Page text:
Second, the Duty to Hack would addresses all forms of physical harm from cyber-operations, not just those of a civilian character. Existing IHL – distinction, proportionality, and precautions – only require efforts to avoid, limit, or minimize civilian harm. Absent the harmful civilian impacts protected by these and other IHL rules, militaries are free to employ destructive and lethal force against military objects and belligerents. This approach furthers military necessity – complete submission of the enemy as soon as possible – and made sense where military objectives were usually military in character and dual-use objects qualified as military objects only on occasion. But, as is well known, information communication technologies are regularly dual-use (that is, they are used by both civilian and military actors). I question whether this default treatment of dual-use objects as military objects should continue where all these cyber-related dual-use objects may be attacked (and damaged or destroyed) without regard to any questions of distinction, proportionality or precautions vis-à-vis the objects themselves. Of course, one solution would be to require more careful segregation of military objects in cases where they are situated within or among civilian objects. My Duty to Hack, however, takes a different, and simpler, approach. It would require using cyber-operations that cause the least harm to achieve a military objective in military operations. For example, assuming disruption of Iran’s nuclear processing plant was a lawful military objective, the prospect of deploying Stuxnet to achieve that objective would take priority over doing so by an airstrike if that airstrike – even a precise one – would foreseeably involve greater risks of injury, death, damage or destruction than spinning centrifuges out of control periodically.
Ultimately, my Duty to Hack idea is designed to preserve the principles of distinction and proportionality; IHL would continue to prohibit direct attacks on civilians and their objects by cyber-operations or otherwise, just as any military operation that does constitute an attack must not generate excessive civilian harm. Nor would my Duty to Hack override the requirement to comply with the principles of discrimination and avoidance of unnecessary suffering when it comes to developing or deploying cyber-operations.
My chapter offers a longer examination of the Duty to Hack concept than space permits here (including a discussion of how it differs from the “duty to capture” concept that has caused much controversy in IHL circles). I explore the trade offs involved in adopting it (including the potential for it to incentivize greater military cyber surveillance to solidify the reliability of various cyber capabilities). In doing this analysis, however, I was struck by the larger challenges of using analogies to carve out the existing lines of IHL in cyberspace (not to mention the contours of any new lines that I propose). As a result, I ended up framing my chapter around a larger, introductory analysis of the role of boundaries in legal discourse over cyberspace.
Readers may be familiar with debates over whether cyberspace is subject to physical, territorial boundaries, most notable in on-going debates about which governance models best serve cyberspace (the traditional sovereign territorial model, a multistakeholder model where cyberspace is a res communis, or some sort of hybrid approach). But, I notice similar sorts of conceptual boundary disputes in questions over what rules of international law apply in cyberspace, with much of the existing analyses resting on analogies to pre-existing regulatory regimes. I find this “law-by-analogy” approach problematic, particularly when it comes to IHL and rules on the use of force. My chapter explains the problems such line-drawing poses in terms of their (i) accuracy, (ii) effectiveness and (iii) completeness. Law-by-analogy works well where analogies hold (i.e., defining a use of force in cyberspace where the effects of a cyber operation analogize to the effects of prior activities treated as uses of force in the past; or, defining a non-use of force where the effects analogize to activities not treated as uses of force in the past). But analogies break down where the technology includes previously-unseen capacities, which have no prior analogues. In such cases, default presumptions may simply regard the behavoir as automatically prohibited or permitted in ways that create tensions with the law’s underlying nature and purpose. For example, I find it problematic that cyber-operations do not qualify as attacks simply because they do not involve violent consequence even if they can achieve the very same military objective as an attack. My Duty to Hack idea serves as a response to such difficulties by thinking more carefully about the rules for cyber operations and the values they serve when there are no analogues to earlier operations defined as attacks.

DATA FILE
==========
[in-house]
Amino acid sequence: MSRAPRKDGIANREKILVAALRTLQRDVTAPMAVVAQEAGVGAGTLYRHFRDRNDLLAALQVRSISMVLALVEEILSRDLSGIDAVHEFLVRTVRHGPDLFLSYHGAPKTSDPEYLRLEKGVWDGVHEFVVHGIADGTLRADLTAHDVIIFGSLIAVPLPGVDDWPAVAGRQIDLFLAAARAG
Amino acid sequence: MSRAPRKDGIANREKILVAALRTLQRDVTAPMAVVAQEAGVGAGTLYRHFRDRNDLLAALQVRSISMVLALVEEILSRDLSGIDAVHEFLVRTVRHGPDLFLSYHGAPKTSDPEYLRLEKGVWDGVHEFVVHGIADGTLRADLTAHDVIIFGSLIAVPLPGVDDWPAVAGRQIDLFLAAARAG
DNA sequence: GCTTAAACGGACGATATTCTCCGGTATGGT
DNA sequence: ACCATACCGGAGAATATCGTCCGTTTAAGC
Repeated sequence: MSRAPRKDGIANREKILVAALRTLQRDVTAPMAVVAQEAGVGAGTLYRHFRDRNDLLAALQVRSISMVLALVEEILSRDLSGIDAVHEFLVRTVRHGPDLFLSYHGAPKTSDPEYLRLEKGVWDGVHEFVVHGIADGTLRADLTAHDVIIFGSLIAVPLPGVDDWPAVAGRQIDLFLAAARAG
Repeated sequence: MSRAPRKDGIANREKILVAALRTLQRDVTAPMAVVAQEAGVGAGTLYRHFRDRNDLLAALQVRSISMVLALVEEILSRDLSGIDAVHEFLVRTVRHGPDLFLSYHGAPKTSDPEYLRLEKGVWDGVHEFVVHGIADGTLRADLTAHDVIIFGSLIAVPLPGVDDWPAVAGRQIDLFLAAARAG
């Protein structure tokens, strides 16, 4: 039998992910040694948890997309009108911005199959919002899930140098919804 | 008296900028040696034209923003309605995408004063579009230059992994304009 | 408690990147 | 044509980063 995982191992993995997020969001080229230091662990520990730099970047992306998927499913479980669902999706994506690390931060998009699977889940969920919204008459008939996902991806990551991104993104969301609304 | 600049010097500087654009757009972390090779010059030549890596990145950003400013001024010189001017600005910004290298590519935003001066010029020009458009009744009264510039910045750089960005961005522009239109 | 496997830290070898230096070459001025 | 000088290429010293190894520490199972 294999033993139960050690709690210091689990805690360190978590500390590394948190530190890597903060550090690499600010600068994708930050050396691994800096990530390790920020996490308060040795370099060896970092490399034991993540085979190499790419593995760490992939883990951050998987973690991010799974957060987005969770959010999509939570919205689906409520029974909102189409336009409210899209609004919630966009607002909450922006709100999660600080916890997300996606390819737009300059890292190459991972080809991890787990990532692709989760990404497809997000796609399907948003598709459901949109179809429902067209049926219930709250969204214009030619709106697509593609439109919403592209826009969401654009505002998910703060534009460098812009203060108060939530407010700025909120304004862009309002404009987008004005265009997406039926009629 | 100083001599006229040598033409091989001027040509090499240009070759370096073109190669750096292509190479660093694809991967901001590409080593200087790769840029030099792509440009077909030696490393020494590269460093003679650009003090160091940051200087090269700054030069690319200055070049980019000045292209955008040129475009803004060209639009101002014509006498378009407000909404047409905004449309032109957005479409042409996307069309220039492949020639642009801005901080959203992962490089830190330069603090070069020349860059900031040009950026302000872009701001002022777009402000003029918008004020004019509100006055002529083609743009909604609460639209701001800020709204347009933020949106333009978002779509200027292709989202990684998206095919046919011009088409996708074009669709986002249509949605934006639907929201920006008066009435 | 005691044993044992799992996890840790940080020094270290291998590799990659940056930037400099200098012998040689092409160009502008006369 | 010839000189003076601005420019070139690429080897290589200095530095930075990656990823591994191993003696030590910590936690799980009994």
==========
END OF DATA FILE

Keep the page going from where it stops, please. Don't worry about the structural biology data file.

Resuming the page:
In the end, I had two overarching goals for this chapter. First, I wanted to highlight the role of boundaries in governing cyberspace, and problematize the reasoning it generates as a result, particularly when done under the heading of law-by-analogy. Second, I offer a critique of how existing boundaries operate with respect to contrasting cyber operations with other forms of attack, leading me to call for IHL to include a Duty to Hack. Although such a duty would not come without costs, I believe it would more accurately and effectively account for IHL’s fundamental principles and cyberspace’s unique attributes than existing efforts to foist legal boundaries upon State cyber-operations by analogy. It could, moreover, offer a necessary first step to resolving the larger theoretical and functional challenges currently associated with law’s boundaries in cyberspace.
Interested in more? You could always buy the book.